Connect ESP8266 and DHT11 for Indoor Humidity Control


In this tutorial, we will learn how to connect an ESP8266 microcontroller with a DHT11 humidity and temperature sensor and a 2004 LCD display. The goal is to create a system that monitors indoor humidity levels and alerts us when to open the windows to reduce humidity.


What is the indoor humidity Threshold level at which you want to open the windows?

The ideal indoor humidity level for most homes is typically between 30% and 50%. However, the specific threshold at which you may want to open the windows can vary depending on personal preference and the climate you live in.

In general, if the indoor humidity level exceeds 50%, it may start to feel uncomfortable and create conditions that promote the growth of mold and mildew. Opening windows can help to bring in fresh air and reduce humidity levels.

On the other hand, if the outdoor humidity is high, opening the windows may not effectively lower the indoor humidity and could instead increase it. In such cases, it is advisable to rely on air conditioning or dehumidifiers to control indoor humidity levels.

It’s worth noting that certain activities like cooking, showering, or using humidifiers can temporarily increase indoor humidity. In these cases, it’s a good idea to open windows or use exhaust fans to remove excess moisture and maintain a comfortable humidity level.

Ultimately, the decision to open windows to control indoor humidity should be based on your comfort level, the specific circumstances, and the climate conditions in your area.

Components Required

  1. ESP8266 development board (e.g., NodeMCU or Wemos D1 Mini) (Affiliate) –
  2. 2004 LCD module (with I2C interface) – (Affiliate) –
  3. DHT11 temperature and humidity sensor (Affiliate) –
  4. Breadboard and jumper wires (Affiliate) –

Circuit Connection

  1. First, let’s connect the components on the breadboard. Follow the wiring diagram below:


    • Connect the VCC pin of the 2004 LCD to the 5V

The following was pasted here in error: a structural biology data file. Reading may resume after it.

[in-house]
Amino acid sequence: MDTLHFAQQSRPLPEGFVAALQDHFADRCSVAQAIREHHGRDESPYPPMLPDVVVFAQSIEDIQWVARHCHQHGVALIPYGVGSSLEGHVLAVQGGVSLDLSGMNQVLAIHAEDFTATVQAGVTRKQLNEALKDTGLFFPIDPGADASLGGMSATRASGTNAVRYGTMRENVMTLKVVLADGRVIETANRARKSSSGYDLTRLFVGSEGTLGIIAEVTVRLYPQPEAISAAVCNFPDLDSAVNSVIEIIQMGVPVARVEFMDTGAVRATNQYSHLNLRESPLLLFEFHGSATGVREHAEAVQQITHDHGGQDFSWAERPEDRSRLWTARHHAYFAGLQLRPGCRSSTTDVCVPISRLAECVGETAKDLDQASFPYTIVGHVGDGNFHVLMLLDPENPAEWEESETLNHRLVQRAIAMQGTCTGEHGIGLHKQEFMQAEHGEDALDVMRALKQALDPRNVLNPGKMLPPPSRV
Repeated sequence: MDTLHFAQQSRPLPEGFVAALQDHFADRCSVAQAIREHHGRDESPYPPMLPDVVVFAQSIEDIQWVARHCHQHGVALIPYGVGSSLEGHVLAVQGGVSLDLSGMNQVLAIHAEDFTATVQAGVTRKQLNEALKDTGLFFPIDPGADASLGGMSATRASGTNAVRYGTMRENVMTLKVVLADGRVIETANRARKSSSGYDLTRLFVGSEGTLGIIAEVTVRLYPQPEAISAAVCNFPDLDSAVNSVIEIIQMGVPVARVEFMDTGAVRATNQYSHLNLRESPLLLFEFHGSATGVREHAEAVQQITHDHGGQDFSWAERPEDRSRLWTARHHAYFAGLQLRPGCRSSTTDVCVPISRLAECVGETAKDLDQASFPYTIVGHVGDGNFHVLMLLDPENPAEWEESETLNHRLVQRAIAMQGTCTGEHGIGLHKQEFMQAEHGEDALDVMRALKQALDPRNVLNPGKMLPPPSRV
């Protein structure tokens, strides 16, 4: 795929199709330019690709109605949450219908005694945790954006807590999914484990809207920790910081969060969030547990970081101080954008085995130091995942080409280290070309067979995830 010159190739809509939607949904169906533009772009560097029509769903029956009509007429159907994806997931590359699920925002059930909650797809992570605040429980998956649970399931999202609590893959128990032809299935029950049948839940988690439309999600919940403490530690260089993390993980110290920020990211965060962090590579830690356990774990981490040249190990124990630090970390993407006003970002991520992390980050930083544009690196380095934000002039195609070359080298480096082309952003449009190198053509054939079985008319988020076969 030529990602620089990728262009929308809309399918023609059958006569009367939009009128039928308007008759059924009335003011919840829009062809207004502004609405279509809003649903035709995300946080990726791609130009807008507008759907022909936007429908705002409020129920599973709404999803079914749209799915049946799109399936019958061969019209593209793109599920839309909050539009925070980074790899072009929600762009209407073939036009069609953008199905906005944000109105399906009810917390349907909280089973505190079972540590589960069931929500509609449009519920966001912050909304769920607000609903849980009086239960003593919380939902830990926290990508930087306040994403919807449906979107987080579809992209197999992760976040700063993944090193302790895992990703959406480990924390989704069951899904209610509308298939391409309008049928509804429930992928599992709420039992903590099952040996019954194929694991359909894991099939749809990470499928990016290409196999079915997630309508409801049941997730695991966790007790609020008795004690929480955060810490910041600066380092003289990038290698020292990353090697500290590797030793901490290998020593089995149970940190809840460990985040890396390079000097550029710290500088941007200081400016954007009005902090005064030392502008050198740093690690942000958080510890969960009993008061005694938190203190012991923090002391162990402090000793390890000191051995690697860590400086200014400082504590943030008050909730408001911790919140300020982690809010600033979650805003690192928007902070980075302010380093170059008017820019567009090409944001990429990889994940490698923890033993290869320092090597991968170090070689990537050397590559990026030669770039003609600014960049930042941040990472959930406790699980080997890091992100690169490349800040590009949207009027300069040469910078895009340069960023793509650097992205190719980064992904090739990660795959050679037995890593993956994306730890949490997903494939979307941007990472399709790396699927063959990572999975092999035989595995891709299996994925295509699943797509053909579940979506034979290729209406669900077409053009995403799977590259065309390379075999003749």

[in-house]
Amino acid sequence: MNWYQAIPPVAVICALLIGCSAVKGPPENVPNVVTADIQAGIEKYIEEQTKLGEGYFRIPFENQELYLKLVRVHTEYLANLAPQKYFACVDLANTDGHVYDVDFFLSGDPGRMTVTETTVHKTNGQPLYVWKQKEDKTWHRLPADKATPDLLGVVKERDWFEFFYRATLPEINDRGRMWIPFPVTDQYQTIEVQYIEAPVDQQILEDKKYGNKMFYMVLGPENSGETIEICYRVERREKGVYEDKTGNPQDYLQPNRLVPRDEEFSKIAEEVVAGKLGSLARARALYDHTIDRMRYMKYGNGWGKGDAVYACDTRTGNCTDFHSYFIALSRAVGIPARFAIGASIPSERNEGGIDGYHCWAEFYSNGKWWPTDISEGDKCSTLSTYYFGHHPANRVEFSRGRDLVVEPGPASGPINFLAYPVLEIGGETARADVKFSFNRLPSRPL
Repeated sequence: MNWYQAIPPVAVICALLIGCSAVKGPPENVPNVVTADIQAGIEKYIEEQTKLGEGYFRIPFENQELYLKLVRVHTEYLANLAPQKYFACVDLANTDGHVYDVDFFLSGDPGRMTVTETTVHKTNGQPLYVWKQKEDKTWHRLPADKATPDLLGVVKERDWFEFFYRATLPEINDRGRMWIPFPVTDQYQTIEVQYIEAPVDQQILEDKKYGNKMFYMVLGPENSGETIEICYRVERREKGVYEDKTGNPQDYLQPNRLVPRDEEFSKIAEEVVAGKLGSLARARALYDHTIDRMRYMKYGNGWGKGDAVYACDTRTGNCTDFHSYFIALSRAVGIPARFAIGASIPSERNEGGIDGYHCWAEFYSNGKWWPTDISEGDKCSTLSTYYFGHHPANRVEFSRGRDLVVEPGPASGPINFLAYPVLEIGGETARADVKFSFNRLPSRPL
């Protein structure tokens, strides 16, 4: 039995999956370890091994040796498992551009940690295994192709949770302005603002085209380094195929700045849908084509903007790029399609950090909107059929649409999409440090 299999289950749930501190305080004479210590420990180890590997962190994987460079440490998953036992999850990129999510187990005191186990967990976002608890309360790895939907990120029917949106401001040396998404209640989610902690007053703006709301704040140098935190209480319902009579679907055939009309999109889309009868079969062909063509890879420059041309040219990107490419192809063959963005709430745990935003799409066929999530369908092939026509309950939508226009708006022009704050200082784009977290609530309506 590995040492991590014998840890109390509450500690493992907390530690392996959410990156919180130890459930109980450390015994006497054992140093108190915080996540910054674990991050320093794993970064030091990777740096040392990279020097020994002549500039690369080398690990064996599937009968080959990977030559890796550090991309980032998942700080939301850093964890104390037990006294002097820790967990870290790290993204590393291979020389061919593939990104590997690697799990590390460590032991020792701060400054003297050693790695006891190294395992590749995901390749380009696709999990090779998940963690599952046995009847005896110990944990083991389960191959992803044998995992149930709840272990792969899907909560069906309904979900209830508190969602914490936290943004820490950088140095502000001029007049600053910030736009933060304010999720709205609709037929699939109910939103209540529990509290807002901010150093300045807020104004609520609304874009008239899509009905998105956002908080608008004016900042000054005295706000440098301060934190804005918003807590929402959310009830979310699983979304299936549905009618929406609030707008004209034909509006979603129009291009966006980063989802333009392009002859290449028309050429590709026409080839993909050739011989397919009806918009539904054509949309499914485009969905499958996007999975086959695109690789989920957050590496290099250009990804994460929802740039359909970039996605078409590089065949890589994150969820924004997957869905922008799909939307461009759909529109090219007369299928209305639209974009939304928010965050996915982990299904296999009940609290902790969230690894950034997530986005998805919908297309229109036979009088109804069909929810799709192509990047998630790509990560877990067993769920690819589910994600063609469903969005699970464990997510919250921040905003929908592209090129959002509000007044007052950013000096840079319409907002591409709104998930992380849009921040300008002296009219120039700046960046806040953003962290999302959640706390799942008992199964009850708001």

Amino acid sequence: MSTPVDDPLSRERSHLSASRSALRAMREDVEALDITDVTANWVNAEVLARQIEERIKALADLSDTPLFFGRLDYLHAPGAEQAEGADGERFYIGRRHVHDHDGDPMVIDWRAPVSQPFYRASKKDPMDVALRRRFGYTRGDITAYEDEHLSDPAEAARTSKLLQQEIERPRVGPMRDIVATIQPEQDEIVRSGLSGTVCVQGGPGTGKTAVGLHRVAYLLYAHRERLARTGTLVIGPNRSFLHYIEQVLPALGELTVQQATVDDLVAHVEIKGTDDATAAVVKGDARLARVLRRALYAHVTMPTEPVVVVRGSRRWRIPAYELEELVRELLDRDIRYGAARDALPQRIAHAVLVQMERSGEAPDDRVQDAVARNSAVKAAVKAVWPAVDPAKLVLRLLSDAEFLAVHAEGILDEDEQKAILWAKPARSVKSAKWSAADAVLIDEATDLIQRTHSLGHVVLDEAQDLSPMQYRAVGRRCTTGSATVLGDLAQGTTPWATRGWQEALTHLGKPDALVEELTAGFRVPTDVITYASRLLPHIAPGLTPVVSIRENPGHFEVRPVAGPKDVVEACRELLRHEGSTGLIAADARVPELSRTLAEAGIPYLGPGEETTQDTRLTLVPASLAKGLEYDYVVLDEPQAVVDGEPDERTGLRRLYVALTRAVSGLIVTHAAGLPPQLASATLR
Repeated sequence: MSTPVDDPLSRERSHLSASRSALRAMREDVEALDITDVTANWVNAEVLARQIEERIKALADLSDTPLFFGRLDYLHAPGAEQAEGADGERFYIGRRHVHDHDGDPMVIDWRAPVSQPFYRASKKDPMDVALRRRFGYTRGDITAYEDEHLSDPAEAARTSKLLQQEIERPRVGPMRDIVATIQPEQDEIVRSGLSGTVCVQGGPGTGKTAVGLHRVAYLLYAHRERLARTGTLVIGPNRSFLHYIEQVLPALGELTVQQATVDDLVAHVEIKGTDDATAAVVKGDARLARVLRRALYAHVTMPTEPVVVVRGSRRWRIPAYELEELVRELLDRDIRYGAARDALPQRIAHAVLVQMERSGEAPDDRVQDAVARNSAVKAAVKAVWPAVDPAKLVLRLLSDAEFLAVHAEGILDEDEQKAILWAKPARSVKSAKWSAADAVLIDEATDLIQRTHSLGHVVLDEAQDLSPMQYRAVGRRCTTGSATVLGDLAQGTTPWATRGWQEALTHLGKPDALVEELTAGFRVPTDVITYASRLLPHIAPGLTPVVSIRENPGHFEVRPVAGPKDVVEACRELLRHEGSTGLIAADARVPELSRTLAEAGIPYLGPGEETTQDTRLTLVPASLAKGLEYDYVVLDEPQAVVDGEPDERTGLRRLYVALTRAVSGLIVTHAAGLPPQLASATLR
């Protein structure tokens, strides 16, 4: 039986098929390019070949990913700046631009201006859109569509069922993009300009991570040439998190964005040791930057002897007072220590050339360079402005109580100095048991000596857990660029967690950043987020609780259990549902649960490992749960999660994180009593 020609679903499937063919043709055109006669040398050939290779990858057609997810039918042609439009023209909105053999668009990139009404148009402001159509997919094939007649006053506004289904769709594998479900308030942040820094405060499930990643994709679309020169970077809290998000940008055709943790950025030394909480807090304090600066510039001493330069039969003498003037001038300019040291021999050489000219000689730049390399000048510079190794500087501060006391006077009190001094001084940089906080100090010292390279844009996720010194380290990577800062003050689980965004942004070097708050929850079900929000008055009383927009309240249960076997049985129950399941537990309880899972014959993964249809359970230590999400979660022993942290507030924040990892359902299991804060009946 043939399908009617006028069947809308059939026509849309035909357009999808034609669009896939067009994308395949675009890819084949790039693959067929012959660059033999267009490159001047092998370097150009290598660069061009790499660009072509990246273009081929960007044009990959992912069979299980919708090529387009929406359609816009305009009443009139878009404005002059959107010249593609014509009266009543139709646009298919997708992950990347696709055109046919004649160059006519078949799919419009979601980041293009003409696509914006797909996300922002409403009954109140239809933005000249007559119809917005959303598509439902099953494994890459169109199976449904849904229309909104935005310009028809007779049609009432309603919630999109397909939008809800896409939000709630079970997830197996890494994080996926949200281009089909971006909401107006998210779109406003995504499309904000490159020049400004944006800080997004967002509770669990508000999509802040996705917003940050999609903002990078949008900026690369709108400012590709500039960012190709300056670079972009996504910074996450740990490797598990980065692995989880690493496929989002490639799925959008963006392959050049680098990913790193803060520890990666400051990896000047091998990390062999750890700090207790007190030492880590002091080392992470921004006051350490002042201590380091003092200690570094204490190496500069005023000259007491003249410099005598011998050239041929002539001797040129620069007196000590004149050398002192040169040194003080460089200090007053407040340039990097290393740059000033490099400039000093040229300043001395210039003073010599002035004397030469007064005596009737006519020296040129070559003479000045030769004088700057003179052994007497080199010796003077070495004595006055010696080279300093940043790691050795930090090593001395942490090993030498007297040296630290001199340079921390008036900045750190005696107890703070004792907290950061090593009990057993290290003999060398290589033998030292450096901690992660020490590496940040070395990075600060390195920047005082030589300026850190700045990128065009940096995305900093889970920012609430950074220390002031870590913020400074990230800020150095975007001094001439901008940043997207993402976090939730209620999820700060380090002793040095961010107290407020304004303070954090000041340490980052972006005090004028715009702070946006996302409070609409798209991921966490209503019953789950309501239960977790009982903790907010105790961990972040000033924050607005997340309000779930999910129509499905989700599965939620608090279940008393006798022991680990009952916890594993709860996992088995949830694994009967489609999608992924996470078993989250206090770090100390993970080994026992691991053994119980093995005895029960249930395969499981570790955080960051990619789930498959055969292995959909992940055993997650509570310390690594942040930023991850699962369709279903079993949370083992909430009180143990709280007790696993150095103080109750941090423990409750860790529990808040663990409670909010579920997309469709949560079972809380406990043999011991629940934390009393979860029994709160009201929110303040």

• Connect the GND pin of the 2004 LCD to the GND
    • Connect the SDA pin of the 2004 LCD to the D2 pin of the ESP8266.
    • Connect the SCL pin of the 2004 LCD to the D1 pin of the ESP8266.

    • Connect the VCC pin of the DHT11 sensor to the 3.3V pin of the ESP8266.
    • Connect the GND pin of the DHT11 sensor to the GND pin of the ESP8266.
    • Connect the DATA pin of the DHT11 sensor to the D3 pin of the ESP8266.


Installing the Required Libraries

To program the ESP8266, we will need the following libraries:
  • LiquidCrystal_I2C: For controlling the 2004 LCD.




  • DHT: For reading data from the DHT11 sensor.




Code Explanation

#include <Wire.h> 
#include <LiquidCrystal_I2C.h>
#include <DHT.h>

#define DHTPIN D3
#define DHTTYPE DHT11

LiquidCrystal_I2C lcd(0x27,20,4);  // set the LCD address to 0x27 for a 16 chars and 2 line display

void setup()
  lcd.init();                      // initialize the lcd 

void loop()
  float h = dht.readHumidity();
  float t = dht.readTemperature();

  lcd.print("Temp: ");
  lcd.print(" *C");
  lcd.print("Humidity: ");
  lcd.print(" %");

  if(h > 50) {
    lcd.print("->Open the window");
  } else {
    lcd.print("->Humidity levels OK");



  • In the setup() function, we initialize the LCD and the DHT sensor.
  • In the loop() function, we read the humidity and temperature from the DHT sensor and display them on the LCD.
  • If the humidity is above 50%, we display “Open the window” on the LCD; otherwise, we display “Humidity levels OK”.
  • The delay at the end of the loop is to prevent the DHT sensor from being read too frequently, as it can only provide new data every 2 seconds.



This simple project demonstrates how to use an ESP8266 with a DHT11 sensor and a 2004 LCD to monitor indoor humidity and temperature. By adjusting the humidity threshold in the code, you can customize the system to suit your specific needs. Happy building!